46. what is the Rx of most children?
    • most - disease is acute, benign and self limiting - no therapy needed (even at platelet level <10)
    • IvIg or steroids
    • IvIg: cause more rapid rise in platelets, use in severe disease
    • steroids - only as short course (SE) - always examine BM first to exclude ALL
  47. why are platelet transfusions not effective, when used?
    • not effective as they will be destroyed
    • use if life threatening emergency
  48. why is serious bleeding rare?
    as platelets function more efficiently
  49. what advice is given to parents in ITP
    • need 24 hours immediate access to hospital
    • child avoid trauma and contact sports while plt count v.low
  50. if medical therapy fails what is the next option?
  51. which children (age and sex) have a higher risk of chronic disease?
    teenage girls
  52. what is chronic ITP?
    low platelets for 6 months after diagnosis
  53. what is treatment for ITP?
    • no steroids
    • supportive
    • avoid contact sports, but encouraged to continue normal activity eg school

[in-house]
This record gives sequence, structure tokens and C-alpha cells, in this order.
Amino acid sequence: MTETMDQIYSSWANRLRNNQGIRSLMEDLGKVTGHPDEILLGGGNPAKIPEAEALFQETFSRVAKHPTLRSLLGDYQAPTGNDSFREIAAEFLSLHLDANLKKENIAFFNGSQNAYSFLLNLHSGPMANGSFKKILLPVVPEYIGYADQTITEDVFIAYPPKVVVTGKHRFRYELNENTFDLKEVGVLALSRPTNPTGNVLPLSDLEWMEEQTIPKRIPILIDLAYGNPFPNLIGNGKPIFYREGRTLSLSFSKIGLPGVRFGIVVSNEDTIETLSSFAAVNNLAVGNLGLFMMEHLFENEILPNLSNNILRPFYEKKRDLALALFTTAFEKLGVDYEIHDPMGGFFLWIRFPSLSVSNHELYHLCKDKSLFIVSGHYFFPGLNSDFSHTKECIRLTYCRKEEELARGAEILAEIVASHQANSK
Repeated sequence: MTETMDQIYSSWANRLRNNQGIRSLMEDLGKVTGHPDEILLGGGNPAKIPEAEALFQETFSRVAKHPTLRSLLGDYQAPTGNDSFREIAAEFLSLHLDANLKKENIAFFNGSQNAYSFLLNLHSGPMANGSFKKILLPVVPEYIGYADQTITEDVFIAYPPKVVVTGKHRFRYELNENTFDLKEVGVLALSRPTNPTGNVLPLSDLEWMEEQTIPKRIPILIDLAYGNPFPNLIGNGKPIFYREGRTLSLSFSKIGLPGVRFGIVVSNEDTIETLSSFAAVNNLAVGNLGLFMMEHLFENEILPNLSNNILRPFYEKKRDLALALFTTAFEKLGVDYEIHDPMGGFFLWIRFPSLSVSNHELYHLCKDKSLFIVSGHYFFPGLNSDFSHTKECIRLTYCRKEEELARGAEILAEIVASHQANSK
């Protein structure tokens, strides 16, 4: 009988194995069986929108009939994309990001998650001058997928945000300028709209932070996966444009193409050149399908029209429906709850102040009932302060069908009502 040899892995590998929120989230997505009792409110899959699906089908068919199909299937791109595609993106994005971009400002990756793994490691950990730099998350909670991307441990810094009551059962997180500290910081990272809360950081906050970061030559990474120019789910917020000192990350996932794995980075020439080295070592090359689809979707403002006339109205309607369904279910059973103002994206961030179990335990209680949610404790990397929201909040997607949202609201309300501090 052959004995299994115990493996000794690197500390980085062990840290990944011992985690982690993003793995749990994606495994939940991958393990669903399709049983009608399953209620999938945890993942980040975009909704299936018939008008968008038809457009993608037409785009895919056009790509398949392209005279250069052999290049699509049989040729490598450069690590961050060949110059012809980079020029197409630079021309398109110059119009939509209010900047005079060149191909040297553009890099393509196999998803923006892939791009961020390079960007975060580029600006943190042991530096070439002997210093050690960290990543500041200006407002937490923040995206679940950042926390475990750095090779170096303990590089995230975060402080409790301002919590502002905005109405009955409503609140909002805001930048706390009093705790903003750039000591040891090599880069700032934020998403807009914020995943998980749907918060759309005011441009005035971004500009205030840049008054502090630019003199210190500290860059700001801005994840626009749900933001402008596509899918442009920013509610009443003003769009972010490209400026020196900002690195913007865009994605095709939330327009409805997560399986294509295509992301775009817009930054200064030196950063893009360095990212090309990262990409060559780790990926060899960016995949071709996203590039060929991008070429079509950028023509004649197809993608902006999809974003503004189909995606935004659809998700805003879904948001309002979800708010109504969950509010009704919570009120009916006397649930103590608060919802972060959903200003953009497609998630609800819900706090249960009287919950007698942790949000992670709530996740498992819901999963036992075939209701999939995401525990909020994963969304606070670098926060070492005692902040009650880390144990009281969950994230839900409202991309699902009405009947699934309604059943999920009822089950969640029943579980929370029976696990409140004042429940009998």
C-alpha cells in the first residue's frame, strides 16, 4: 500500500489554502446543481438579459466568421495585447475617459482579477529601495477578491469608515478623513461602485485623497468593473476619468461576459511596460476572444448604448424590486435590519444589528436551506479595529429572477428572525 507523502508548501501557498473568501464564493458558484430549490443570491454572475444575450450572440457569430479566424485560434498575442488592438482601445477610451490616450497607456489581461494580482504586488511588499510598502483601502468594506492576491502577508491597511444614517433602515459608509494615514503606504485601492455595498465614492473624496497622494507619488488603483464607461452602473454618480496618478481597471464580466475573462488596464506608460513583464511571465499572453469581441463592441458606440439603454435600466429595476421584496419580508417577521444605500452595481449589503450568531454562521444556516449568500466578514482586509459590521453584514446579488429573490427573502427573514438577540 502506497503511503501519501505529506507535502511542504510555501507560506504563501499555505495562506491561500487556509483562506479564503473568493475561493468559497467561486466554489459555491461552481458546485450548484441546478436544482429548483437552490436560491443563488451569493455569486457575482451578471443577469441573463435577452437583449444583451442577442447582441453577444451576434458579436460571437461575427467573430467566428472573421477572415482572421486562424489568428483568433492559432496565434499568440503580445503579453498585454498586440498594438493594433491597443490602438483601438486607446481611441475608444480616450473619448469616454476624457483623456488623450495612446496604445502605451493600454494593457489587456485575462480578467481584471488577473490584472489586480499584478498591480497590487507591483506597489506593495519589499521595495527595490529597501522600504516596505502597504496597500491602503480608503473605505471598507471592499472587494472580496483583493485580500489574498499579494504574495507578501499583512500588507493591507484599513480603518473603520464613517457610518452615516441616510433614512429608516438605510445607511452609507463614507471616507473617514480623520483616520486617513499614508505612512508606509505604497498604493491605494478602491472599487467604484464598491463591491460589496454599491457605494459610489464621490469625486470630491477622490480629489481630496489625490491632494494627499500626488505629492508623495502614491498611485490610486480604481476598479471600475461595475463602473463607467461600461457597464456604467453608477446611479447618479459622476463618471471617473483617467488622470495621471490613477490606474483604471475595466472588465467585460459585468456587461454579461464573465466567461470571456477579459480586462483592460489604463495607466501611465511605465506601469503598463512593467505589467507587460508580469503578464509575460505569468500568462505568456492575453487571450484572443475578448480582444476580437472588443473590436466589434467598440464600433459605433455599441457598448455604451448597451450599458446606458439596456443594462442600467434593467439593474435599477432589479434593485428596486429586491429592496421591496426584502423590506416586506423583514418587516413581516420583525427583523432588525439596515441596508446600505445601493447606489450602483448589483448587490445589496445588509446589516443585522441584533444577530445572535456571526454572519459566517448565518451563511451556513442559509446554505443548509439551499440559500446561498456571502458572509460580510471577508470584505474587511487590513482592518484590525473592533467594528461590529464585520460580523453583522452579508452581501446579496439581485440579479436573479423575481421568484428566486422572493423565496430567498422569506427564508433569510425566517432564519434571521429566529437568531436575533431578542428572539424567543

• 24h access to hospital
    • ITP Support Group
  54. what happens to most children with chronic ITP?
    remit within 3 years from onset or stabilise with moderate asymptomatic thrombocytopenia
  55. if ITP in a child becomes chronic, what needs to be screened for?
  56. what is the commonest cause of anaemia in childhood?
    dietary IDA
  57. how long do term infants have iron reserves for?
    4 months
  58. how long do preterms have iron reserves for?
    by 8 weeks gone as higher rate of growth
  59. what % of iron is absorbed from breast milk?
  60. what % of iron is absorbed from unmodified cows milk?
  61. what are dietary sources of iron?
    • red meat, liver, kidney, oily fish eg sardines
    • dark green veg eg spinach, broccoli
    • fortified cereals
  62. what can enhance iron absorption?
    vit C
  63. what can reduce Iron absorption?
    tannin in tea
  64. apart from diet what are other causes of IDA?
    • hookworm